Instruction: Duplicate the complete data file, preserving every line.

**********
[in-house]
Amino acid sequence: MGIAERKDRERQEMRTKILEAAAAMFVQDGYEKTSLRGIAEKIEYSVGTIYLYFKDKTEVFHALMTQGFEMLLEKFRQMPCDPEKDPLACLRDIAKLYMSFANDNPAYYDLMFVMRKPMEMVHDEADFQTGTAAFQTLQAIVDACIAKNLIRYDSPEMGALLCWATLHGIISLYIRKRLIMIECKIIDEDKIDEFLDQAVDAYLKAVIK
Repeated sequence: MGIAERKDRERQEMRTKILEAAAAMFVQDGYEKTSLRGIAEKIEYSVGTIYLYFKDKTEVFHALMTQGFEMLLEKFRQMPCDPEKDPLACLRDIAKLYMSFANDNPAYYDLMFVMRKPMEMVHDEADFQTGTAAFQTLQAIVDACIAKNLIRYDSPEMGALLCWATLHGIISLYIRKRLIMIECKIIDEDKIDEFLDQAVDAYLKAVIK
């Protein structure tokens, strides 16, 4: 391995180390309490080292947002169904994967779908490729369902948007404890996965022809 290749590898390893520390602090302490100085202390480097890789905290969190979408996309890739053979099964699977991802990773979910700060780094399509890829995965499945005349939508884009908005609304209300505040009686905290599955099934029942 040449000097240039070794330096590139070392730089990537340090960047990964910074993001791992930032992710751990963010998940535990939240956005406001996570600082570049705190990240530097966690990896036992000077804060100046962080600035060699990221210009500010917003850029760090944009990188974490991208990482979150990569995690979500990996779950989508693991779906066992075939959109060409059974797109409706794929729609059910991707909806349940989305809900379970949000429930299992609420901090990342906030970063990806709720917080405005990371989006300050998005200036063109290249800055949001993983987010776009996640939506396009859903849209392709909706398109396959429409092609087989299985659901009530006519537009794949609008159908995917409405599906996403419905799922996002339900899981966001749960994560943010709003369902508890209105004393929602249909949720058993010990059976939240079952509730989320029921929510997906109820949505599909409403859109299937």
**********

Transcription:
[in-house]
Amino acid sequence: MGIAERKDRERQEMRTKILEAAAAMFVQDGYEKTSLRGIAEKIEYSVGTIYLYFKDKTEVFHALMTQGFEMLLEKFRQMPCDPEKDPLACLRDIAKLYMSFANDNPAYYDLMFVMRKPMEMVHDEADFQTGTAAFQTLQAIVDACIAKNLIRYDSPEMGALLCWATLHGIISLYIRKRLIMIECKIIDEDKIDEFLDQAVDAYLKAVIK
Repeated sequence: MGIAERKDRERQEMRTKILEAAAAMFVQDGYEKTSLRGIAEKIEYSVGTIYLYFKDKTEVFHALMTQGFEMLLEKFRQMPCDPEKDPLACLRDIAKLYMSFANDNPAYYDLMFVMRKPMEMVHDEADFQTGTAAFQTLQAIVDACIAKNLIRYDSPEMGALLCWATLHGIISLYIRKRLIMIECKIIDEDKIDEFLDQAVDAYLKAVIK
């Protein structure tokens, strides 16, 4: 391995180390309490080292947002169904994967779908490729369902948007404890996965022809 290749590898390893520390602090302490100085202390480097890789905290969190979408996309890739053979099964699977991802990773979910700060780094399509890829995965499945005349939508884009908005609304209300505040009686905290599955099934029942 040449000097240039070794330096590139070392730089990537340090960047990964910074993001791992930032992710751990963010998940535990939240956005406001996570600082570049705190990240530097966690990896036992000077804060100046962080600035060699990221210009500010917003850029760090944009990188974490991208990482979150990569995690979500990996779950989508693991779906066992075939959109060409059974797109409706794929729609059910991707909806349940989305809900379970949000429930299992609420901090990342906030970063990806709720917080405005990371989006300050998005200036063109290249800055949001993983987010776009996640939506396009859903849209392709909706398109396959429409092609087989299985659901009530006519537009794949609008159908995917409405599906996403419905799922996002339900899981966001749960994560943010709003369902508890209105004393929602249909949720058993010990059976939240079952509730989320029921929510997906109820949505599909409403859109299937």